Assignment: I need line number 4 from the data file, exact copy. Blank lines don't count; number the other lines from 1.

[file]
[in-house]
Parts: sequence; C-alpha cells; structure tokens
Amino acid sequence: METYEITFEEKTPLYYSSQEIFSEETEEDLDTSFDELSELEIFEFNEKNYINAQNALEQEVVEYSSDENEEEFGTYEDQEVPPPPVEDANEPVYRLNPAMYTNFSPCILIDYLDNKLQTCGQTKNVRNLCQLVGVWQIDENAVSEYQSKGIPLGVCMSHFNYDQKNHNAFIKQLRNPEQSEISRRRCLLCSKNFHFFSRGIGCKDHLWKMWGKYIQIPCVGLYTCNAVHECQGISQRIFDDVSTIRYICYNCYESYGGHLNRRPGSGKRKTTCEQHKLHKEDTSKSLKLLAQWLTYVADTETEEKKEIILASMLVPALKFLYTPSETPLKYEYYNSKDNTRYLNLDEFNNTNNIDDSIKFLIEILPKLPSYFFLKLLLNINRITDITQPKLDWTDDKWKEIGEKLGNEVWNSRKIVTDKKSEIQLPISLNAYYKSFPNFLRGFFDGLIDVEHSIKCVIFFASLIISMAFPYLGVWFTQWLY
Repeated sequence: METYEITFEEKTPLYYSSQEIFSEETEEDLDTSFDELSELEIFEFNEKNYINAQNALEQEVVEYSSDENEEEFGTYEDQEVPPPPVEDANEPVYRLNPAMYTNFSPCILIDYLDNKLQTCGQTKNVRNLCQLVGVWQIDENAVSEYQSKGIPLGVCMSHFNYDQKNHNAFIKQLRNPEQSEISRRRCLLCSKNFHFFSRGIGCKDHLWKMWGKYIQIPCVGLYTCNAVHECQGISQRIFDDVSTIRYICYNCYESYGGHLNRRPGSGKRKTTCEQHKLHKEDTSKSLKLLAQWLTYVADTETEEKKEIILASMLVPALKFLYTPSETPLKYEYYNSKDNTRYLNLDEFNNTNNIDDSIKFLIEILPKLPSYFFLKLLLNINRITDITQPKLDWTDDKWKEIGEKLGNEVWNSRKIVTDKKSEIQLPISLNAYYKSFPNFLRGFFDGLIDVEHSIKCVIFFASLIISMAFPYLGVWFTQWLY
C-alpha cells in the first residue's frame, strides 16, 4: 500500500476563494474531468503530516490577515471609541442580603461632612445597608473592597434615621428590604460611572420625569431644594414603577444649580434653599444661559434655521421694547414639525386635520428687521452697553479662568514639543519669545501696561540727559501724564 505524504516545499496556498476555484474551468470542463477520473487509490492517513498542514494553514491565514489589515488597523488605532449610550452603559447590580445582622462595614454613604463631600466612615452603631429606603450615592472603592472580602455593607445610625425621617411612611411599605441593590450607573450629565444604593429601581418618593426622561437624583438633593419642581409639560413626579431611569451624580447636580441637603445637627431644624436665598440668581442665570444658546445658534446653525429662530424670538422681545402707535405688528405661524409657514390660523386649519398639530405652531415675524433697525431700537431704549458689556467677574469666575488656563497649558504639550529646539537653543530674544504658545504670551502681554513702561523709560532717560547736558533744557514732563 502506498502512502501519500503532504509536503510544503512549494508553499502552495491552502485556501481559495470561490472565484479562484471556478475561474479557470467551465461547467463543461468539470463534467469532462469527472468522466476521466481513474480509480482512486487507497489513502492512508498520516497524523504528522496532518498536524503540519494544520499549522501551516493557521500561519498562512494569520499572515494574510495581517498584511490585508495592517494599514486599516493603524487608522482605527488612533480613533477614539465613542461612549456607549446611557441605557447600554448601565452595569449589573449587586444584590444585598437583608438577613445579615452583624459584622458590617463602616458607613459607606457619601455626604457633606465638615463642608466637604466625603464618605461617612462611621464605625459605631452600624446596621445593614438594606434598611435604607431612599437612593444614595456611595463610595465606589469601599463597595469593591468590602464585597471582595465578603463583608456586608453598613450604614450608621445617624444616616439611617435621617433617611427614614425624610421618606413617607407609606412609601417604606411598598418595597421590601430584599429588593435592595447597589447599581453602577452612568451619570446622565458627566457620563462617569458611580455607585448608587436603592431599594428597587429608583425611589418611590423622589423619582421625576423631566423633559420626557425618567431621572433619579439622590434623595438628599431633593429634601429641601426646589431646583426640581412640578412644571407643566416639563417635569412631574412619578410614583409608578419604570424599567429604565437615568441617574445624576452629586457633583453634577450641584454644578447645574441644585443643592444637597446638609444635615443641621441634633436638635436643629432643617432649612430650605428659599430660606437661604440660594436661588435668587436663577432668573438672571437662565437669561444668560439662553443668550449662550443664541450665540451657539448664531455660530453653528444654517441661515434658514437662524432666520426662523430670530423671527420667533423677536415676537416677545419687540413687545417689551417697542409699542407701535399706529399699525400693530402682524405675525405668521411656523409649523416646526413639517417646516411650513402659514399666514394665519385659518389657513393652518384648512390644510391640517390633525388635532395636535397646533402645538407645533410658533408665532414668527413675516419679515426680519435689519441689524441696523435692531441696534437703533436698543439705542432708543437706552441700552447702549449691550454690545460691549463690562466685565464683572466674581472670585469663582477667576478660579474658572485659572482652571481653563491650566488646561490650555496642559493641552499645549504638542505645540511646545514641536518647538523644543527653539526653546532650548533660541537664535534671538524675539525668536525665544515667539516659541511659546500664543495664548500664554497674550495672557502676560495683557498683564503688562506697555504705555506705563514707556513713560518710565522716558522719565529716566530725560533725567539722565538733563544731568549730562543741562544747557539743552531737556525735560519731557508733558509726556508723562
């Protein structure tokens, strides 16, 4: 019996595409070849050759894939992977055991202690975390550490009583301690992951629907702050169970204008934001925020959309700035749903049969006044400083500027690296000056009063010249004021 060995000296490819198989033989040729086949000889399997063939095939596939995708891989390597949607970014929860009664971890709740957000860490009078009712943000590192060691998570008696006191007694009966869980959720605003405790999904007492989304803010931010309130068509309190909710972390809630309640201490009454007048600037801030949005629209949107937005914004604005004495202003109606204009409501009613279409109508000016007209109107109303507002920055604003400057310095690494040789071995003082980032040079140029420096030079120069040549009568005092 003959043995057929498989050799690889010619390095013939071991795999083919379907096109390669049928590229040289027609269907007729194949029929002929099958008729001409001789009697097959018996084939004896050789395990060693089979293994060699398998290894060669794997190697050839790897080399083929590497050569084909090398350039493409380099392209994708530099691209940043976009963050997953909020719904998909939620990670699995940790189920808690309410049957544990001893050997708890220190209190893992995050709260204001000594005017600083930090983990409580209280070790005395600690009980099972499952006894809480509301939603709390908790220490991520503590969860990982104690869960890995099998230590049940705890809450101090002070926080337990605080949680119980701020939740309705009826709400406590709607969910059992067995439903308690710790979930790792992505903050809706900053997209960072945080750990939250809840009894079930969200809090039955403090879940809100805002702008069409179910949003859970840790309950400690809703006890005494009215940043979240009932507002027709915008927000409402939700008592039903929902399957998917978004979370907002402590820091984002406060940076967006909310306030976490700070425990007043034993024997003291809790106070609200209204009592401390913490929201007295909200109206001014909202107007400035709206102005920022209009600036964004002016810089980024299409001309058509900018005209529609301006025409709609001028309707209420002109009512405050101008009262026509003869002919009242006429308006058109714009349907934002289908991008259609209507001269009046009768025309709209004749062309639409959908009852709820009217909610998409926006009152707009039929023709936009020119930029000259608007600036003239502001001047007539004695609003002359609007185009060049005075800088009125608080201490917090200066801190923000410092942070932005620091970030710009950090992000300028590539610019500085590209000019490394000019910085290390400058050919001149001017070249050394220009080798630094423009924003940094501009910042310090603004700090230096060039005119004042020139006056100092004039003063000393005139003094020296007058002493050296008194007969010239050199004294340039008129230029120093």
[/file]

Repeated sequence: METYEITFEEKTPLYYSSQEIFSEETEEDLDTSFDELSELEIFEFNEKNYINAQNALEQEVVEYSSDENEEEFGTYEDQEVPPPPVEDANEPVYRLNPAMYTNFSPCILIDYLDNKLQTCGQTKNVRNLCQLVGVWQIDENAVSEYQSKGIPLGVCMSHFNYDQKNHNAFIKQLRNPEQSEISRRRCLLCSKNFHFFSRGIGCKDHLWKMWGKYIQIPCVGLYTCNAVHECQGISQRIFDDVSTIRYICYNCYESYGGHLNRRPGSGKRKTTCEQHKLHKEDTSKSLKLLAQWLTYVADTETEEKKEIILASMLVPALKFLYTPSETPLKYEYYNSKDNTRYLNLDEFNNTNNIDDSIKFLIEILPKLPSYFFLKLLLNINRITDITQPKLDWTDDKWKEIGEKLGNEVWNSRKIVTDKKSEIQLPISLNAYYKSFPNFLRGFFDGLIDVEHSIKCVIFFASLIISMAFPYLGVWFTQWLY